Supro Analog Chorus and Vibrato Pedal Review

A vintage inspired modulation pedal with unique looks, warm tones, and a hefty price.

Overview & Cost: $249 from,, or! (some affiliate links)

Announced at Winter NAMM 2021, the Supro Analog Chorus was released alongside drive, tremolo, and delay pedals as part of Supro’s new effects lineup. All sporting convenient top jacks, heavy duty enclosures, and $200+ price tags. The Analog Chorus features a small toggle to switch between chorus and vibrato functions, alongside your standard depth and speed knobs. Where this gets a bit more interesting is the two lower knobs. A time control on the Analog Chorus allows for you to adjust the delay time between the two chorus channels within this stomp box. You can further tweak the rich modulation sounds by using the dimension knob to mix the two signals together, using them in tandem or mixing one above the other. These provide some tonal flexibility you won’t find on just any pedal, but also don’t make too much of a difference if you’re looking for very standard, warm chorus tones with a vintage voice.

Review & Opinion:

I sometimes find chorus and vibrato pedals a bit difficult to demo and review. It’s because personally, I don’t tweak them much when I use them. I love to have them thicken up my sound or cut through a mix, but they are not the pedals that I craft my tone around. To be fair, there are a ton of really interesting sonic capabilities with this Supro Analog Chorus, so I could easily see someone building a whole new wave or alternative sound around this blue box. I found the controls to be both intuitive and really fun. The time control allows for some pretty textural sounds, perfect for more atmospheric playing, whether it is in the vein of jazz, rock, or alternative/indie. This Supro Chorus can absolutely nail the classic chorus tones from bands like The Police, The Clash, The Cult, all the people that made me want a chorus pedal. So I think it should get high marks sonically for doing everything you want, plus some new stuff. Similar to the time knob, the dimension knob opens up a bit more with the vibrato channel selected instead of the chorus. Compared to recent views like the EHX Eddy, I do think I prefer the Supro’s vintage voicings.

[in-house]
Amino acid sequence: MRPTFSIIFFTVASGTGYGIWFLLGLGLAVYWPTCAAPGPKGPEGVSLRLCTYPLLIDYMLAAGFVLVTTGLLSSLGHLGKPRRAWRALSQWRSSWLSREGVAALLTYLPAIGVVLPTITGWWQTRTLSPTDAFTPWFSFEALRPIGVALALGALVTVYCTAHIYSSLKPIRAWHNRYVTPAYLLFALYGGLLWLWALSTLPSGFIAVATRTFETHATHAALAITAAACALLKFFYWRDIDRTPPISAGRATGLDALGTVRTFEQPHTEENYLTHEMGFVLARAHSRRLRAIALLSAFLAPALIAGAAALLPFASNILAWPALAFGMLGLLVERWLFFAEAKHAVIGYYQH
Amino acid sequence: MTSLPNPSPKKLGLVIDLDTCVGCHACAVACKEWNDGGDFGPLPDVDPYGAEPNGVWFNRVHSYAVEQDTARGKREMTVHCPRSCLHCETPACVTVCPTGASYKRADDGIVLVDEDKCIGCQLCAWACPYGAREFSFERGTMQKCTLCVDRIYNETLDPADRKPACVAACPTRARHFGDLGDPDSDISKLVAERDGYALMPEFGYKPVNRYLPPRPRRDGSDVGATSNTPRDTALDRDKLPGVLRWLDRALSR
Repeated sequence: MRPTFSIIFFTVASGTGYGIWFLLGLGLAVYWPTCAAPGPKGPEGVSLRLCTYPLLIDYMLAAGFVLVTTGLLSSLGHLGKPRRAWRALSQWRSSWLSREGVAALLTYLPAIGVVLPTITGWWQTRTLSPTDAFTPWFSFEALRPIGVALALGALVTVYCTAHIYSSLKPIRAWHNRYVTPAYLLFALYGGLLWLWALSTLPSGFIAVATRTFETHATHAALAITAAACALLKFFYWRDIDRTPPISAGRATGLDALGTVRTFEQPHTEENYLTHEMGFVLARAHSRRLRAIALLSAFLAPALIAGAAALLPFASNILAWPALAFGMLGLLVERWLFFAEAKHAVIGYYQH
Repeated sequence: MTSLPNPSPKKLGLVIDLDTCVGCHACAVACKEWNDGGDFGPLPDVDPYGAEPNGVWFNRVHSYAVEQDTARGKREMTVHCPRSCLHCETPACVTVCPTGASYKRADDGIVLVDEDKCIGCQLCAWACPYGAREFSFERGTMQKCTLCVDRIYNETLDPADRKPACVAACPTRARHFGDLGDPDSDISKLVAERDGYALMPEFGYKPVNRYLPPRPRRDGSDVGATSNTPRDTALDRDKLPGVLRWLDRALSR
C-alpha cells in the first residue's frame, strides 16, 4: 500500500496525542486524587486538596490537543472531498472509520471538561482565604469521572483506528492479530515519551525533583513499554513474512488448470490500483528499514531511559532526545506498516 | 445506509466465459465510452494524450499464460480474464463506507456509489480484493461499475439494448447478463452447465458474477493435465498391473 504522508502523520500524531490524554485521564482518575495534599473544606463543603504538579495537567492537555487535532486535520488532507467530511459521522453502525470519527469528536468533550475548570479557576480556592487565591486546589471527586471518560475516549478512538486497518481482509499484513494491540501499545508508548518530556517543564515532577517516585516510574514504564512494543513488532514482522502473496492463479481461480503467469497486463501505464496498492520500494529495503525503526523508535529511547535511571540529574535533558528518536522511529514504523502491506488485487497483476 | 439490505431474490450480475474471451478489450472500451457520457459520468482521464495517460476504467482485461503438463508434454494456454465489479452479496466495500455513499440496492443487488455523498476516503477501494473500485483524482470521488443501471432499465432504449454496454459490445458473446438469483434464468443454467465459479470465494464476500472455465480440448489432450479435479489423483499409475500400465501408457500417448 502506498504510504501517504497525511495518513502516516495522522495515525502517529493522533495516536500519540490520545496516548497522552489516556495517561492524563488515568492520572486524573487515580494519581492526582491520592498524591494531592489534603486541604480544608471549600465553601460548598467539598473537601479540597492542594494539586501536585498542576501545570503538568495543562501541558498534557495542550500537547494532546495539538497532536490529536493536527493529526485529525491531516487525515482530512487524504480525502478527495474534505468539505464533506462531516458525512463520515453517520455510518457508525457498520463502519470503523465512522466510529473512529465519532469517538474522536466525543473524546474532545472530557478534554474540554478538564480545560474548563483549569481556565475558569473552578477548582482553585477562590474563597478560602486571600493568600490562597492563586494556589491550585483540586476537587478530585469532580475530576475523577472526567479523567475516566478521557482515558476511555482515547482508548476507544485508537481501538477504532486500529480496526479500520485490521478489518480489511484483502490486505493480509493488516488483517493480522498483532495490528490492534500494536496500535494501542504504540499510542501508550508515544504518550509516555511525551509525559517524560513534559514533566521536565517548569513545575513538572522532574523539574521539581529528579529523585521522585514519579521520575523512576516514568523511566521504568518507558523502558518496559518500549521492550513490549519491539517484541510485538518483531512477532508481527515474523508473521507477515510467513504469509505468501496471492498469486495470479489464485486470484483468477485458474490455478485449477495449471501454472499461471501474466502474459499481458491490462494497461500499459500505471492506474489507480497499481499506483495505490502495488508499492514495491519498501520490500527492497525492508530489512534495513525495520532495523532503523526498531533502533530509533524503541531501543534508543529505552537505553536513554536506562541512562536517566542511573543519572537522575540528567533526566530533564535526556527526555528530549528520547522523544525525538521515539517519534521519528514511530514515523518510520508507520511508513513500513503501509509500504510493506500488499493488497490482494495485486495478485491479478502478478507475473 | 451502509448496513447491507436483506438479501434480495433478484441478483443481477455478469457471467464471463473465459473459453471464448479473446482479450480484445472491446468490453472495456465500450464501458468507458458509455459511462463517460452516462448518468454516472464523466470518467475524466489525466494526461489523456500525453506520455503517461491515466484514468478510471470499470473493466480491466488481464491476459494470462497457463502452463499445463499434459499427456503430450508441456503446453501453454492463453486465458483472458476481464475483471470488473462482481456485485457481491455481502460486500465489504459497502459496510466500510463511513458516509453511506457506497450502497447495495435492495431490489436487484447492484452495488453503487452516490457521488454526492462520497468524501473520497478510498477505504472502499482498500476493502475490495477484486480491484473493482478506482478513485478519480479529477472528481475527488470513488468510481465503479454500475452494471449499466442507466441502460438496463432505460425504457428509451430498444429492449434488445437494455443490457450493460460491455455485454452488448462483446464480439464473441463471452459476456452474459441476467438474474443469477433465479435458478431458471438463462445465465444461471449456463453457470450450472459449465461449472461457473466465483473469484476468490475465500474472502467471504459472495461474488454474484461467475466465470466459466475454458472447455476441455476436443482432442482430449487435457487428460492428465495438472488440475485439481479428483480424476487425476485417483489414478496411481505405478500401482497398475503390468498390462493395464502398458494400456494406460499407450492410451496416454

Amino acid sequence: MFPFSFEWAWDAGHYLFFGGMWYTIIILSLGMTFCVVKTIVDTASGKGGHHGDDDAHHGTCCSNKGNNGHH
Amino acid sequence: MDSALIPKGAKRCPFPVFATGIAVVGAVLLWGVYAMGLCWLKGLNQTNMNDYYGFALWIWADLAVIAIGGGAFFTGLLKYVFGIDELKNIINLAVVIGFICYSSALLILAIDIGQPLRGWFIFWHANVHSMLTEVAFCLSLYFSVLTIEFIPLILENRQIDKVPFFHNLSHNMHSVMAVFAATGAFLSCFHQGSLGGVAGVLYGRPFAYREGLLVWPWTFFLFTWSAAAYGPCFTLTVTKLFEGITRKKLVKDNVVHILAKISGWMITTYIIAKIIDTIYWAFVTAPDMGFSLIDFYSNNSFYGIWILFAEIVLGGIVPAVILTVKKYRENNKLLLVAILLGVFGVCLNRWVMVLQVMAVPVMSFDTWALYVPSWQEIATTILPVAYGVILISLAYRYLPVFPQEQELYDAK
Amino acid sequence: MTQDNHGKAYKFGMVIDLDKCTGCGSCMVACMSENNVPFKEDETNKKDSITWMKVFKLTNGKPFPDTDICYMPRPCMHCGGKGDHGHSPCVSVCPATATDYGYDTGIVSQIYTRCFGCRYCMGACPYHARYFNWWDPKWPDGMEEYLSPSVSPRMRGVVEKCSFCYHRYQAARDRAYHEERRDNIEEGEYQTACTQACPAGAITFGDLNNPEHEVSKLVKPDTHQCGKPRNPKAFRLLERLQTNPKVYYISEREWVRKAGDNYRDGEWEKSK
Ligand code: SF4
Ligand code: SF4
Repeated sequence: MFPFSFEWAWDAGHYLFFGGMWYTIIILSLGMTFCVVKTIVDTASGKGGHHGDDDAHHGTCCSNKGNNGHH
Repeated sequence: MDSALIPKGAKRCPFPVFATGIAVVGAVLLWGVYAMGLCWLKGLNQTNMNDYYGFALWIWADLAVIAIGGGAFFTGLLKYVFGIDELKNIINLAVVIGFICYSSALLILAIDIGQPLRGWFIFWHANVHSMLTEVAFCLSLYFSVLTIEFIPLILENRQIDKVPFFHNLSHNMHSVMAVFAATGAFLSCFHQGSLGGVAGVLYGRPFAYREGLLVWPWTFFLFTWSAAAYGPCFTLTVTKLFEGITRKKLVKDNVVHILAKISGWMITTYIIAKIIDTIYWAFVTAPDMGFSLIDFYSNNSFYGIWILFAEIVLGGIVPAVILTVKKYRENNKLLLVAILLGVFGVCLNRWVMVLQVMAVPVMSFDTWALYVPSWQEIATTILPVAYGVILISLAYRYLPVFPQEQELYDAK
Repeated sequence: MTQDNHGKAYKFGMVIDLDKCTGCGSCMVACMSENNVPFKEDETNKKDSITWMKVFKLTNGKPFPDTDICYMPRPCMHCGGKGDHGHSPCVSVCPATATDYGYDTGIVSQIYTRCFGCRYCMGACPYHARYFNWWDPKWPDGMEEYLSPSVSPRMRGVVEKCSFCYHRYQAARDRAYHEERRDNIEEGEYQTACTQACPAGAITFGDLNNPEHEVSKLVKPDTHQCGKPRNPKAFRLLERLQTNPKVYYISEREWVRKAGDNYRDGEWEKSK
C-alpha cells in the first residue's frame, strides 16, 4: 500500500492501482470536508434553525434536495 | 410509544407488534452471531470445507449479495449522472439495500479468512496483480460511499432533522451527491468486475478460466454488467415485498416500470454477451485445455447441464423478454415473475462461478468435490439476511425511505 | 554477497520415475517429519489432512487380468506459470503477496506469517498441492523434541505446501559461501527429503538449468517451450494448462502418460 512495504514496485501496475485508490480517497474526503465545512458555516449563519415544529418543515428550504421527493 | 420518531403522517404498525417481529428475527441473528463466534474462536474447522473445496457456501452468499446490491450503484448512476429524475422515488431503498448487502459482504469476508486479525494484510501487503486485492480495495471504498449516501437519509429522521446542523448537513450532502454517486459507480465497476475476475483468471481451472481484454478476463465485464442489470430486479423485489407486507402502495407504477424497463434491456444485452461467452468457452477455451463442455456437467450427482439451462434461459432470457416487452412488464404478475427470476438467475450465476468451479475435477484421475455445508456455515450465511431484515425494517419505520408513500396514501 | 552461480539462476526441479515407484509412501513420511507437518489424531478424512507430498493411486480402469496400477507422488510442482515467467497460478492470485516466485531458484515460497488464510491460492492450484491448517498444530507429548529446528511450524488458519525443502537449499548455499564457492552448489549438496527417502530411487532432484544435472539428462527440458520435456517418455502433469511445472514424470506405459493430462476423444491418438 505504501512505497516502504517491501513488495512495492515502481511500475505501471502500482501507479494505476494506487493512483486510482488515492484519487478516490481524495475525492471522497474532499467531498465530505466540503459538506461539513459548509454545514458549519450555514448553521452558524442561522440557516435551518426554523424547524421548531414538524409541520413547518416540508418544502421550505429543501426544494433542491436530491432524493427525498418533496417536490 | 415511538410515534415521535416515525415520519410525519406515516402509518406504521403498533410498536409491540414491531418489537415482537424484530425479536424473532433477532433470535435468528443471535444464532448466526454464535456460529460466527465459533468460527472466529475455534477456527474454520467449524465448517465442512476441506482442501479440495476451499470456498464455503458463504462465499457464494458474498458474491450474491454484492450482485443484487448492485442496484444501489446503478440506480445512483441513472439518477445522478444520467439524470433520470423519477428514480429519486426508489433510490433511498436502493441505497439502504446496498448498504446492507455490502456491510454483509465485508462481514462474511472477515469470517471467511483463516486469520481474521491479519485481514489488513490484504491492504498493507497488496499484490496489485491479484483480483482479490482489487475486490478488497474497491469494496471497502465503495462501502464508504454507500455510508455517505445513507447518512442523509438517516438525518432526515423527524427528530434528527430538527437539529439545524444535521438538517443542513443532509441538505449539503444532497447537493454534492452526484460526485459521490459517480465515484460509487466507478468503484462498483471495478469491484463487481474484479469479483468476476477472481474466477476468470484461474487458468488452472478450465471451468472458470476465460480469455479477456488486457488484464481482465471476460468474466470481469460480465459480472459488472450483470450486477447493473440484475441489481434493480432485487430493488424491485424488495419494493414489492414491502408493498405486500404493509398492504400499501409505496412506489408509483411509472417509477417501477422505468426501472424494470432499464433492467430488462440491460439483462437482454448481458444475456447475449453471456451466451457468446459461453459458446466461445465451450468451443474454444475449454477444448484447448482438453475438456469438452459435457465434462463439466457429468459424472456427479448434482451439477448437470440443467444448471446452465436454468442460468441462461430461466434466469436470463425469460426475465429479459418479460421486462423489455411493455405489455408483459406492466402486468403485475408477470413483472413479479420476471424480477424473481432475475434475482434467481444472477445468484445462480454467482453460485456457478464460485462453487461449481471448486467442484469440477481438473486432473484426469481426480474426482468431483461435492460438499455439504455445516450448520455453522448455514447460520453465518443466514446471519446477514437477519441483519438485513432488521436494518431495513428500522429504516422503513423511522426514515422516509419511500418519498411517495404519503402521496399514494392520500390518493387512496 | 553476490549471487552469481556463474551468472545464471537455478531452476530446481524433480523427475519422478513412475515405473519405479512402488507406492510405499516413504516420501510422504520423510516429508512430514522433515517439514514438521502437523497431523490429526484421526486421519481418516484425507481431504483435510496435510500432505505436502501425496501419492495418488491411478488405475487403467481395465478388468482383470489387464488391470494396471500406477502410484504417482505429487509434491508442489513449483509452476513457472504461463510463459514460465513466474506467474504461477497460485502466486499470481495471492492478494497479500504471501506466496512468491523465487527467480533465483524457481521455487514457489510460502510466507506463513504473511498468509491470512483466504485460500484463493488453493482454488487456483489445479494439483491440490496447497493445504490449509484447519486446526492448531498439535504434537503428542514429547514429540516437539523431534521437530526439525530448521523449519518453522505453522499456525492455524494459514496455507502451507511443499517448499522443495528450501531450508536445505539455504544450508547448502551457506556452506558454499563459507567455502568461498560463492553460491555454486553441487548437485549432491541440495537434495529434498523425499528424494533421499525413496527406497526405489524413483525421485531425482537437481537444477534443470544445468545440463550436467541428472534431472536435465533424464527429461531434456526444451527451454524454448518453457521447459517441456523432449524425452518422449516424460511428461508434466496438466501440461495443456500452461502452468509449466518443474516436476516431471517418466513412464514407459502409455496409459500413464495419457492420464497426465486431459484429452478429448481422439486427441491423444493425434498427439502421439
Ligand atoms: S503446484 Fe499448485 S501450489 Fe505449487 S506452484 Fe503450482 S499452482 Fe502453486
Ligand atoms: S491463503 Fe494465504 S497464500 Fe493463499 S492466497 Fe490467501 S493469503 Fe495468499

Conclusion & Final Rating: 7.7 out of 10

While I’ve ranted and raved about the sonic footprint of this pedal, I have to knock a few points off for something very important: value. This pedal is $250, and is really good, but only marginally better than the $99 EHX Eddy chorus/vibrato. And honestly, it did not come close to kicking my beloved Boss CH-2 off the board either. If you’re looking for premium modulation, this pedal is a great option, but I can’t really justify spending $250 on it. So the ceiling of the rating is limited by that. I do think it was a blast to improvise lead lines with this pedal at my side though. The vibrato settings are incredibly fun, and came to life with the dimension and time controls to make some trippy, shoegaze-loving music pour out of my Fano guitar. Any modulation lover should have no problem pulling fun sounds out it, something that is greatly appreciated by me.

Published by Matt Dunn

Guitar and music journalist for and as well as a contributor for and Reach out to talk about guitars, commission a partscaster, or ask for a review.

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